• Ang says:

      I don’t think they are all negative towards Chinese values. I don’t know about you, but calling them “eastern” features is kind of more weird of you? I know you’re trying to be culturally conscious, so maybe you should consider this first: Asian communities differ to each other you know. A bit ironic that you said that.

      How is “independence” always have to be a positive thing? Maybe you are thinking German values are way more positive. So isn’t it a bit ironic that you don’t think this serves an intercultural comprehension? Perhaps you need to open up and stop thinking all things “eastern” is negative. Think about it; I think he shows this the way it is. Especially with the elderly one and the party one.

      I am korean. living in the netherlands.

  • Martin says:

    Very good illustration and concept, but I will say it’s “Chinese meets West” not “East meets west”. Thorough the experience from the Asian cities I’ve stayed and the people I met, Japanese, Korean, Taiwanese, even HongKongese etc are far more different than these descriptions.

    • Jaq says:

      Really? In my experience, this is exactly what Korea is like. Restaurants are loud, people don’t stand in line, boss is THE Boss, etc.

    • Anonymos says:

      The concept of West is in the eye of the beholder too; or aren’t extended families, non existent queues, loud speaking people etc., of/in e.g. Southern Europe, Western?

  • Sara says:

    Most of them are true. I’m Asian and in my country, we do line up and we don’t talk loudly

  • Jennifer Goheen says:

    This is delightful! I have lived in Germany and in China, so that makes it especially fun. Many of the illustrations work generally for East–West, but the Punctuality one definitely fits Germany better than Ireland.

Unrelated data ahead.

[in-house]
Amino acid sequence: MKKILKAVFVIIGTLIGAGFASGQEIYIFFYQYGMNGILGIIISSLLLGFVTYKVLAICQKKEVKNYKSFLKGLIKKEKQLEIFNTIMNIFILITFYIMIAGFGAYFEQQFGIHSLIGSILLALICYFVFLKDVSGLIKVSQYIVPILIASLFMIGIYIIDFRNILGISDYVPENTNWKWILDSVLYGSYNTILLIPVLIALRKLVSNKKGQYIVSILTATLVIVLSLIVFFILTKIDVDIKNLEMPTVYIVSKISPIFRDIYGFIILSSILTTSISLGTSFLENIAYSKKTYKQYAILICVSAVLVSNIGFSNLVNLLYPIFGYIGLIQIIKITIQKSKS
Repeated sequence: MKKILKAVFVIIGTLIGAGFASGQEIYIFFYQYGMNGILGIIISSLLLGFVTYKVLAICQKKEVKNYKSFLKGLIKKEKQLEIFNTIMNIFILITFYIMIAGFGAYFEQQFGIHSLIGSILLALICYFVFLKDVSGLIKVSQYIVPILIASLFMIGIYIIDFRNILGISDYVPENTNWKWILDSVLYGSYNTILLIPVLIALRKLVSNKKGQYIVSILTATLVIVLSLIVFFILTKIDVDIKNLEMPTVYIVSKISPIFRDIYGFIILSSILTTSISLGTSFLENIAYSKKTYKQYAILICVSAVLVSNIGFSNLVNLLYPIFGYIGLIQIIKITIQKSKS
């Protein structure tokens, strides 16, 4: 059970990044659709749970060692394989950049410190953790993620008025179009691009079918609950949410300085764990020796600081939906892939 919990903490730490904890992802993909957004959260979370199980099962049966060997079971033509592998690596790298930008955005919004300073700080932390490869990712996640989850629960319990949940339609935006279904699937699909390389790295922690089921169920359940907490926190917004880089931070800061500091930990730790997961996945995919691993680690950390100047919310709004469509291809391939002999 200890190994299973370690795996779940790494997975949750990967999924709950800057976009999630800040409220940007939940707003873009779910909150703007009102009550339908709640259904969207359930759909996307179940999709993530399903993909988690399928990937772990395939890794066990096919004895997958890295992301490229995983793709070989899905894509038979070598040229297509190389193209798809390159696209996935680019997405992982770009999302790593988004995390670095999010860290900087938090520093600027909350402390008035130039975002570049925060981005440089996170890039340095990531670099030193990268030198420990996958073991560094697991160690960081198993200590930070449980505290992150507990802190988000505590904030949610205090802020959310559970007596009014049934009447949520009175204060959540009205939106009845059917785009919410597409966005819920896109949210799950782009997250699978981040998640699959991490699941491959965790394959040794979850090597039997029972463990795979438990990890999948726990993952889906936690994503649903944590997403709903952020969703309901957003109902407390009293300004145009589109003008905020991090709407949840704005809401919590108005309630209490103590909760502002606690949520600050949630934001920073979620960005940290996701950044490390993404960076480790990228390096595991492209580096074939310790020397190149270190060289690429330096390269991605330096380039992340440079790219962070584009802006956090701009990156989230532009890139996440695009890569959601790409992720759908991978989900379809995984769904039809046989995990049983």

• jianuo zhang says:

    The pictures examplify how different Eastern and Western people think and how different their lifestyles are. In the eyes of Western people, Chinese people like being accompanied by others and assume they will be pitied by others if they are alone while Western people prefer to be independent. Also, Western people are deemed more puncutal than Eastern people. All in all, I think their environments and cultures cause their differences in behavior.

  • Patricia says:

    Yan liu, with her art is showing us the way different cultures perceive another person from another culture. In her work she shows the differences and sterotypes in immigrants.
    Through her work, as an immigrant I can feel the lack of community; she is trying to show specially in her paiting the differences in the german and chinese culture. It reminds me of my oold days as a new immigrant in Canada where the difference was not only the language but, the loneliness and out of place feeling.

  • Patricia Cordon. says:

    the artist is taking us to a place where most all immigrants are at one point in our life’s.I can see the way some people or cultures stereotype immigrants because the way we dress look or what we eat. How different culture focus more in a family life , showing in her art, how some cultures in these case Germans, are more strict in the way they live,like being punctual.